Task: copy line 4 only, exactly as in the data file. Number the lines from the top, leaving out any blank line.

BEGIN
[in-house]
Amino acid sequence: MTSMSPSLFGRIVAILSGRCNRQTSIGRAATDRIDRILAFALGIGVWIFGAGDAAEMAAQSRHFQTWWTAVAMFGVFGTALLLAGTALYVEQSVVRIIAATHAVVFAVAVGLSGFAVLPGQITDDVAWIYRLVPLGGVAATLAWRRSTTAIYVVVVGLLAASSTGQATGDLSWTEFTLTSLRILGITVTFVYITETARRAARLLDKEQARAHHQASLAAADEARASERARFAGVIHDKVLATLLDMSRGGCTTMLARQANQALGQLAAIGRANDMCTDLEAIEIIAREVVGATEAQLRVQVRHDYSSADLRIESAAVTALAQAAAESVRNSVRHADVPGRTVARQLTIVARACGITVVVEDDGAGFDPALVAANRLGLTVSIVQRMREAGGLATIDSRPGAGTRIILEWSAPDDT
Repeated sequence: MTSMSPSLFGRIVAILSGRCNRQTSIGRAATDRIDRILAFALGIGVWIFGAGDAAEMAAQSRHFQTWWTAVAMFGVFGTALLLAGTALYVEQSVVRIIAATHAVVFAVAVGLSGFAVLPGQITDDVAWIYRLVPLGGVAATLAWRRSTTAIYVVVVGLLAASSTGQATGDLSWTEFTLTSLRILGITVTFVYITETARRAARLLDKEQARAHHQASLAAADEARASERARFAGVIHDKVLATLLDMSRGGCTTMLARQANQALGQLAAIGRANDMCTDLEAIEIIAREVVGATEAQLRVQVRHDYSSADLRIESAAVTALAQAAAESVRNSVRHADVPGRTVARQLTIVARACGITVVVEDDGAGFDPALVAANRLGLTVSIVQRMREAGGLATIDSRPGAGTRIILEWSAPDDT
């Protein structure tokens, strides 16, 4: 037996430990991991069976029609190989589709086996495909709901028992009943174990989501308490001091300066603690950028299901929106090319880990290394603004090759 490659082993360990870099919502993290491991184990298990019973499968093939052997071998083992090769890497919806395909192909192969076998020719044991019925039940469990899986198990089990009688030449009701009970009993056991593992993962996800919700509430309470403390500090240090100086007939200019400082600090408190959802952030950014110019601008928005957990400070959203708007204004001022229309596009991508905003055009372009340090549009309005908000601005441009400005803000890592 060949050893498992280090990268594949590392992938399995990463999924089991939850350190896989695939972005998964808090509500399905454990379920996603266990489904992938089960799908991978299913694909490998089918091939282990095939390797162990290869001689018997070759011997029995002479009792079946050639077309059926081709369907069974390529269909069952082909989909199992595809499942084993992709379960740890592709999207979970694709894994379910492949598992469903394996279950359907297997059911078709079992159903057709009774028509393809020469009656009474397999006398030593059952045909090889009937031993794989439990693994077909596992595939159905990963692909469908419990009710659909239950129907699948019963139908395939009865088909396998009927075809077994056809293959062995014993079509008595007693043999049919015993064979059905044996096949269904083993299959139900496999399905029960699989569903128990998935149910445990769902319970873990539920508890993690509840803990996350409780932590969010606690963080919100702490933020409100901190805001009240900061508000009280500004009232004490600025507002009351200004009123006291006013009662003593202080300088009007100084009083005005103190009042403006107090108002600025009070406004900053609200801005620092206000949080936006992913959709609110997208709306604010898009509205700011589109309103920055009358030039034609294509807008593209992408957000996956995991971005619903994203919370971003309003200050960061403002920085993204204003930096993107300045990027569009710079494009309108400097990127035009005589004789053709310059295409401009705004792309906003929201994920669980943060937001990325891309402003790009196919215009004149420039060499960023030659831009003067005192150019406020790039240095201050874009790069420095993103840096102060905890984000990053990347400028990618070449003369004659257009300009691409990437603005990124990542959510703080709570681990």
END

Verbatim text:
């Protein structure tokens, strides 16, 4: 037996430990991991069976029609190989589709086996495909709901028992009943174990989501308490001091300066603690950028299901929106090319880990290394603004090759 490659082993360990870099919502993290491991184990298990019973499968093939052997071998083992090769890497919806395909192909192969076998020719044991019925039940469990899986198990089990009688030449009701009970009993056991593992993962996800919700509430309470403390500090240090100086007939200019400082600090408190959802952030950014110019601008928005957990400070959203708007204004001022229309596009991508905003055009372009340090549009309005908000601005441009400005803000890592 060949050893498992280090990268594949590392992938399995990463999924089991939850350190896989695939972005998964808090509500399905454990379920996603266990489904992938089960799908991978299913694909490998089918091939282990095939390797162990290869001689018997070759011997029995002479009792079946050639077309059926081709369907069974390529269909069952082909989909199992595809499942084993992709379960740890592709999207979970694709894994379910492949598992469903394996279950359907297997059911078709079992159903057709009774028509393809020469009656009474397999006398030593059952045909090889009937031993794989439990693994077909596992595939159905990963692909469908419990009710659909239950129907699948019963139908395939009865088909396998009927075809077994056809293959062995014993079509008595007693043999049919015993064979059905044996096949269904083993299959139900496999399905029960699989569903128990998935149910445990769902319970873990539920508890993690509840803990996350409780932590969010606690963080919100702490933020409100901190805001009240900061508000009280500004009232004490600025507002009351200004009123006291006013009662003593202080300088009007100084009083005005103190009042403006107090108002600025009070406004900053609200801005620092206000949080936006992913959709609110997208709306604010898009509205700011589109309103920055009358030039034609294509807008593209992408957000996956995991971005619903994203919370971003309003200050960061403002920085993204204003930096993107300045990027569009710079494009309108400097990127035009005589004789053709310059295409401009705004792309906003929201994920669980943060937001990325891309402003790009196919215009004149420039060499960023030659831009003067005192150019406020790039240095201050874009790069420095993103840096102060905890984000990053990347400028990618070449003369004659257009300009691409990437603005990124990542959510703080709570681990």